Apart from that, dos Anjos looked spectacular. His punches were on point, mixing power with speed and got a few counters in, too. You’ve got to give the Brazilian credit for pouncing on “Smooth” once he knew he was hurt, and that right there is a perfect example of how a fighter should turn it on.
But the matchmaking is going to be tricky for dos Anjos, who knocked off a former UFC champion. He holds a win against Donald Cerrone (who fights Eddie Alvarez), but lost to Khabib Nurmagomedov not too long ago.
You’ve got to think the names mentioned are in the title picture … so, where does that leave the Kings MMA product?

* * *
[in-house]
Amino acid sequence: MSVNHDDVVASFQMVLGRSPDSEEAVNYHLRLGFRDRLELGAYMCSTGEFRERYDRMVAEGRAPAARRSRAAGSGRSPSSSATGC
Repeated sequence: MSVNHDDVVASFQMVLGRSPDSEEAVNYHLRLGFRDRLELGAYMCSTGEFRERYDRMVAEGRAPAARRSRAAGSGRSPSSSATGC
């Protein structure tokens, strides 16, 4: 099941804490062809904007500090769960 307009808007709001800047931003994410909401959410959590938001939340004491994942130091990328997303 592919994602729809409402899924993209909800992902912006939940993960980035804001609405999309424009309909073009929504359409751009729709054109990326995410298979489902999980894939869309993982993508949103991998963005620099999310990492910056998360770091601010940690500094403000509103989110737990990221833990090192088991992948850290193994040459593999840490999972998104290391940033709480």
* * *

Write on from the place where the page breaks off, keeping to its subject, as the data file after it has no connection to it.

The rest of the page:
Time will tell.
Runner Ups — Michael Bisping, Tyron Woodley
Just when you thought his career was winding down, “The Count” won one of the most important bouts of his career, remaining in the pack when it comes to the 185-pound weight class.
Bisping pretty much mauled an aging Le, who looked a lot slower and less in shape than his main event foe. After showing vast improvement in his footwork and strikes, while maintaining fantastic cardio, the Englishman dominated the former Strikeforce middleweight champion and made a point that he wasn’t going anywhere fast.
For a fighter who could have lost it all had he come up short in Macau, Bisping proved he’s still a tough opponent for his middleweight counterparts, securing the ninth TKO victory of his UFC career. Also, he’s never lost two-straight bouts, which is pretty good for someone who has been employed since 2006.